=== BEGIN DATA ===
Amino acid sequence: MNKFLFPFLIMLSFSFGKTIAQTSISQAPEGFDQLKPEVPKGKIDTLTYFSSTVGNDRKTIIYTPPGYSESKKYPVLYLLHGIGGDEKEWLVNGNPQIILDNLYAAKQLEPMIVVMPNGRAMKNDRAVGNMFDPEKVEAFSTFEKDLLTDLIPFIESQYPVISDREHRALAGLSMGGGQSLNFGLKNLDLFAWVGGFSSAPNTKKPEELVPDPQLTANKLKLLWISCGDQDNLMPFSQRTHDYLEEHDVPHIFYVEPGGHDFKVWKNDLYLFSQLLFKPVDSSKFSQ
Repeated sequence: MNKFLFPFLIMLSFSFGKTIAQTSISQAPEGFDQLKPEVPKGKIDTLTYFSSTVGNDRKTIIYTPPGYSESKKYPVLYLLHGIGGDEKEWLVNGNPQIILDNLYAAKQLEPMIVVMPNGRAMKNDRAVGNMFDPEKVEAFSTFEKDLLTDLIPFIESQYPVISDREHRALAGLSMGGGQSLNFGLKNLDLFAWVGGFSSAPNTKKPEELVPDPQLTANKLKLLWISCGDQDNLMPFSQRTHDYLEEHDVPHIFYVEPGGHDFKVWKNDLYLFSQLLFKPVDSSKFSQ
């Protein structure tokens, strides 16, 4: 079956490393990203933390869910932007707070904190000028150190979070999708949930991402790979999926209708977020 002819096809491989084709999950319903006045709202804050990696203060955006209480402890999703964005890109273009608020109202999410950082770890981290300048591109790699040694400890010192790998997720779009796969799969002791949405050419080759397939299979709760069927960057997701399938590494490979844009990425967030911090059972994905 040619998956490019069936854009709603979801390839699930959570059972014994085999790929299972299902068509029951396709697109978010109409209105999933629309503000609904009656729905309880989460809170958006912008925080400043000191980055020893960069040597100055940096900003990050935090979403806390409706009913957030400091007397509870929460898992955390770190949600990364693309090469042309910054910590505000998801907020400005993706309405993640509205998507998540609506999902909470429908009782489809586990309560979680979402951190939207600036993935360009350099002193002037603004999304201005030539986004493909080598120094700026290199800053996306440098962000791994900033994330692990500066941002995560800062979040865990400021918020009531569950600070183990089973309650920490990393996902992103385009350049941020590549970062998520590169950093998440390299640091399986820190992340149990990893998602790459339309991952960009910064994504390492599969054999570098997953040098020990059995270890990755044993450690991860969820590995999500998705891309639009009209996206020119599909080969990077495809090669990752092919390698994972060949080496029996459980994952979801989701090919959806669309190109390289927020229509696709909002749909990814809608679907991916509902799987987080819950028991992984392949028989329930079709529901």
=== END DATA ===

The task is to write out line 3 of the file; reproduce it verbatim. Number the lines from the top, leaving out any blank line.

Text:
């Protein structure tokens, strides 16, 4: 079956490393990203933390869910932007707070904190000028150190979070999708949930991402790979999926209708977020 002819096809491989084709999950319903006045709202804050990696203060955006209480402890999703964005890109273009608020109202999410950082770890981290300048591109790699040694400890010192790998997720779009796969799969002791949405050419080759397939299979709760069927960057997701399938590494490979844009990425967030911090059972994905 040619998956490019069936854009709603979801390839699930959570059972014994085999790929299972299902068509029951396709697109978010109409209105999933629309503000609904009656729905309880989460809170958006912008925080400043000191980055020893960069040597100055940096900003990050935090979403806390409706009913957030400091007397509870929460898992955390770190949600990364693309090469042309910054910590505000998801907020400005993706309405993640509205998507998540609506999902909470429908009782489809586990309560979680979402951190939207600036993935360009350099002193002037603004999304201005030539986004493909080598120094700026290199800053996306440098962000791994900033994330692990500066941002995560800062979040865990400021918020009531569950600070183990089973309650920490990393996902992103385009350049941020590549970062998520590169950093998440390299640091399986820190992340149990990893998602790459339309991952960009910064994504390492599969054999570098997953040098020990059995270890990755044993450690991860969820590995999500998705891309639009009209996206020119599909080969990077495809090669990752092919390698994972060949080496029996459980994952979801989701090919959806669309190109390289927020229509696709909002749909990814809608679907991916509902799987987080819950028991992984392949028989329930079709529901």